This may come as a total shock, but pure forms of illicit drugs can be hard to come by. Certain controlled substances are frequently adulterated, if not outright contaminated, by products that range from the household to the industrial to the pharmaceutical. Of course, some substances are more easily, frequently, and profitably adulterated than others: cocaine purchased on the retail level is on average 31%, well, not cocaine, while the purity of heroin on the street is even lower, resting around 65% (1).
Unbeknownst to many of the public, August was National Immunization Awareness Month. I know, I know: it’s been overshadowed by some very exotic and thrilling headliners this month. The Ebola epidemic blazing defiantly in West Africa. The jaw-dropping videos shown on Discovery Channel’s “Shark Week.” The ALS Ice Bucket Challenge clogging everyone’s social feeds. Vaccines are just not as sexy or as flamboyant as these issues. Truthfully, they’re a bit dull to talk about, not a topic you would tend to bring up at cocktail parties or at the water cooler. Read More
Many pitfalls await the undergraduate in the laboratory. Bunsen burners! Liquid nitrogen! The slack work ethic of one’s peers! The dreaded group projects! But the most common risk budding researchers face are the rubber glove-donners themselves, perpetrator and victim rolled into one lab coat-wearing pipetter, armed and often dangerous with great knowledge but little know-how.
It’s one of the easiest ways to care for your health, a ritual we participate in daily: brushing those osseous outcroppings, our teeth. For those of us who heed the pleas of our dentists, flossing is a part of our routines, too. But the state of affairs of our glistening maws – the density of plaque, the presence of gingivitis, a full set of chompers – is important beyond mere aesthetics. Good oral fitness, particularly steps taken to limit the bacterial status quo, plays an important role in the goings-on of our body as a whole; a dirty mouth – and not the kind prone to sailor-like profanity – can provide important clues as to how susceptible you are to heart attacks and strokes.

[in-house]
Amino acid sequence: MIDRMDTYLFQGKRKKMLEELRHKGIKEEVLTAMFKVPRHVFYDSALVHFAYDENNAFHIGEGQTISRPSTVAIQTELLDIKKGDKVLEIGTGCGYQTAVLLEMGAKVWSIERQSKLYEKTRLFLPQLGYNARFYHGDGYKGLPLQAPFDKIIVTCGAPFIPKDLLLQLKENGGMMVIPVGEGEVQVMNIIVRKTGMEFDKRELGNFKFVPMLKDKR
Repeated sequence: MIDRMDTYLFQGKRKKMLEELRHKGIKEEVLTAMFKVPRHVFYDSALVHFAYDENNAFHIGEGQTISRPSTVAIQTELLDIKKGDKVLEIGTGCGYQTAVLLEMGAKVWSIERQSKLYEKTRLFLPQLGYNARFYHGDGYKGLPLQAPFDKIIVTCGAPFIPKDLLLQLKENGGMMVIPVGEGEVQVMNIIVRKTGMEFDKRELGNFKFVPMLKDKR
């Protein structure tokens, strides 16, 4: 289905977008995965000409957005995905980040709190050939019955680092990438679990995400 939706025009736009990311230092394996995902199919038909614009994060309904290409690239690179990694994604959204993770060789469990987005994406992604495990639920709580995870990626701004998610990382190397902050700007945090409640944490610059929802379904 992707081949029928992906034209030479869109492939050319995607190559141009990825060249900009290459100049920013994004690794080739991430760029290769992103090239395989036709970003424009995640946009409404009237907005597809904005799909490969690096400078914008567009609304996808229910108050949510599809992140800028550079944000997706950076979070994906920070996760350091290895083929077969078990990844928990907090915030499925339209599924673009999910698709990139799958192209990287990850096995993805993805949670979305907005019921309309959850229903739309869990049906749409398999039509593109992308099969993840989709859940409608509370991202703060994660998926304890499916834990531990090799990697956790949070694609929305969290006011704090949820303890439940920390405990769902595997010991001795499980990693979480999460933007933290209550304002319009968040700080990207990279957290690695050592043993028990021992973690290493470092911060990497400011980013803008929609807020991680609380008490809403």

Medicine is an imperfect science, its history shot through with barbaric and dubious practices from grave robbing to bloodletting. Since even before the time of that father of modern medicine, it can seem that physicians have more often violated Hippocrates’ decree “above all, do no harm” than abided by it.
Salmonella may well be one of the most disreputable microbes in Western society. It’s infamous for its food-poisoning capabilities and has a well known history of wrecking the bonhomous vibe following a good summer barbecue, not to mention its singular ability to cast a sickly shadow over the breathtaking bounty of an all-you-can-eat buffet.
The public health game is a tough one to play. How do you achieve educating and transforming the public’s behavior for the common good without coming off as a bully or dour spoil-sport? The stakes are impossible: The indifferent audience, the management of the reproachful “tsk-tsk, you should know better” tone, and there’s only so many ways to proselytize a message of “getting one’s act together.” And where’s the cash for such endeavors?
The professional musician who follows her dream of performing on the stage is greeted by an array of unusual occupational hazards. These are not limited to those late night hours spent in bars exposed to cigarette smoke and aggressive groupies but the risks of carpal tunnel, hoarseness, hearing loss, and the longterm effects of strange sleeping schedules as well. For those that provide their marching bands, funk joints, and jazz ensembles with that crucial brass sound, however, they may be at additional risk from a tiny threat hiding within their very own instrument.
The plague is an old microbial foe that has haunted our cities and our ports for millennia, killing millions of people in waves of pandemics since antiquity. But Yersinia pestis no longer has the same presence, or stranglehold, in our society and seems negligible when we consider the current state of microbial affairs – increasing levels of antibiotic resistance and novel and emerging viral pathogens, just to name a couple of today’s most pressing issues. Even its moniker, “the plague,” has been appropriated for more contemporary microorganisms that appear to come from nowhere and quickly, fatally sweep through a population – SARS and HIV are prime examples of two new “plagues.”
Next week, the hot and happening place to be is in the Kingdom of Saudi Arabia as millions of Muslims gather to complete their pilgrimage to the sacred city of Mecca, a journey known as the Hajj. For public health practitioners within Saudi Arabia and beyond its borders, the Hajj poses serious challenges in the prevention and control of infectious diseases among the millions of faithful worshipers who seek to complete one of the five pillars of Islam.